UAE retracts issue of children magazine after claims of 'promoting homosexuality'

UAE retracts issue of children magazine after claims of 'promoting homosexuality'
A publishing house in the UAE was forced to retract a May issue of one of its popular children's magazine after being accused of promoting homosexuality
3 min read
27 June, 2022
An investigation has been opened into the Abu Dhabi-based media house over the magazine issue [Getty]

An investigation has been opened into a children’s magazine in the United Arab Emirates for promoting, according to authorities, homosexuality.

The May issue of Majid Magazine, a popular comic for kids in the Arab world published by Abu Dhabi Media and sold in a number of countries, was withdrawn last week, as it depicted a multi-coloured character.

"Amazing, I have the capability to colour things… Ali will wish to become like me," reads one line.

The term "homosexual" and "like me" in Arabic are "mithli," which both spell and sound the same. Some social media users claim this was done on purpose as a play on words.

Many in the Gulf took to social media to voice their anger and discontent with the publication, "appalled" and "shocked" that their favourite kid’s magazine was promoting homosexuality, they said.

Emirati authorities took measures to withdraw May’s edition and open an investigation with Abu Dhabi Media following the outcry.

Some went as far as to call for the complete shut down of the publishing company as a warning to other media houses.

The decision was the latest in a crackdown on the LGBT+ community and symbolism in the region, which has seen authorities take measures deemed ridiculous by activists.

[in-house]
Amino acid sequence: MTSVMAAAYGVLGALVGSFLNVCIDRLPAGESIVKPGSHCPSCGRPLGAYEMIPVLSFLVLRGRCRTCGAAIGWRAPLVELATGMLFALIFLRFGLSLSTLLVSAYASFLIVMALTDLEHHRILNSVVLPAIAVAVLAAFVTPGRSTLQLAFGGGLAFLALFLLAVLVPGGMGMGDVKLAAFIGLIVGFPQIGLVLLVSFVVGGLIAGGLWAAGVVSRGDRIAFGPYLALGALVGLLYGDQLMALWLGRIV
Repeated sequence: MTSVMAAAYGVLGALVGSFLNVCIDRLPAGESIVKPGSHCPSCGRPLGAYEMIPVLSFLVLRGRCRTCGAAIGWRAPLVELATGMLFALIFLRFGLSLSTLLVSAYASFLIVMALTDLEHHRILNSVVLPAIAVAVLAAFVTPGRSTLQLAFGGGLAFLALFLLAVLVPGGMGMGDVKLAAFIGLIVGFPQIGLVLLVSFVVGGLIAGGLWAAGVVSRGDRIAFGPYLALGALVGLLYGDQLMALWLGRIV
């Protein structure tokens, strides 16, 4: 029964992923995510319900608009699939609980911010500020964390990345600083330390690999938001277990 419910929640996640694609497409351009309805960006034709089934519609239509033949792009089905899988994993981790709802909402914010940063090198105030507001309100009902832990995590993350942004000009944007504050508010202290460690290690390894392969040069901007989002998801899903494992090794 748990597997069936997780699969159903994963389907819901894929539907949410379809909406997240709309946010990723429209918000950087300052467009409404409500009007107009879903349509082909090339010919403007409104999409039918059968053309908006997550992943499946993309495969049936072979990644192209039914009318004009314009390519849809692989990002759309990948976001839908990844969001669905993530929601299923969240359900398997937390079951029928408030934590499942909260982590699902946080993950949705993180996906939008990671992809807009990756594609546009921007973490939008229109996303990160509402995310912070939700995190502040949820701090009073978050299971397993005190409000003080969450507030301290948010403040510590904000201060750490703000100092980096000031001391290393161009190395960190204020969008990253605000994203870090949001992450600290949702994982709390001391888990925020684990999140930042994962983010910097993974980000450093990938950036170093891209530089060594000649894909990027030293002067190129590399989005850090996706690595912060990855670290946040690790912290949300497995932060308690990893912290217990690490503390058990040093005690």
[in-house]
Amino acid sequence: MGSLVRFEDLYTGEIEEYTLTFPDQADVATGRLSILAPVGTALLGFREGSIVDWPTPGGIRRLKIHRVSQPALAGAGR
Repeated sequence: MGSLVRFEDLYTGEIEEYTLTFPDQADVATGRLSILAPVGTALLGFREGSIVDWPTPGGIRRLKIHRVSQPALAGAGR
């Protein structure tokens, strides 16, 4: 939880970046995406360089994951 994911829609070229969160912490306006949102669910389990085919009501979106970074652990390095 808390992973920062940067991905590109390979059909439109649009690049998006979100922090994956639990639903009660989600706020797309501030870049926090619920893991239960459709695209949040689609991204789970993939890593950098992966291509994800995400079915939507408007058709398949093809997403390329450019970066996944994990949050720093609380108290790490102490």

Kuwait earlier this month called on the general public to report to authorities if they see the pride flag anywhere, asking them to recognise the difference between the six colours of the flag and the seven colours of the rainbow.

Prior to that, Saudi Arabia began seizing rainbow-coloured toys and articles of clothing from shops.

Queer rights activists were forced on the weekend to cancel protests in Beirut after receiving death threats and warnings of homophobic counter protests, despite Lebanon being considered the most liberal country in the region where an LGBT+ community thrives.

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A Jordan-based financial institution was forced to release a statement on Sunday clarifying that it was not promoting homosexuality in a recent publication after receiving several complaints.

Several Middle East and North Africa countries have also banned movies in the past for having gay characters, most recently animated feature 'Lightyear' and Marvel 'Doctor Strange in the Multiverse of Madness'.

Most Arab countries criminalise same-sex relations, and there have been reports of inhumane detention and invasive searches in many of them in recent years.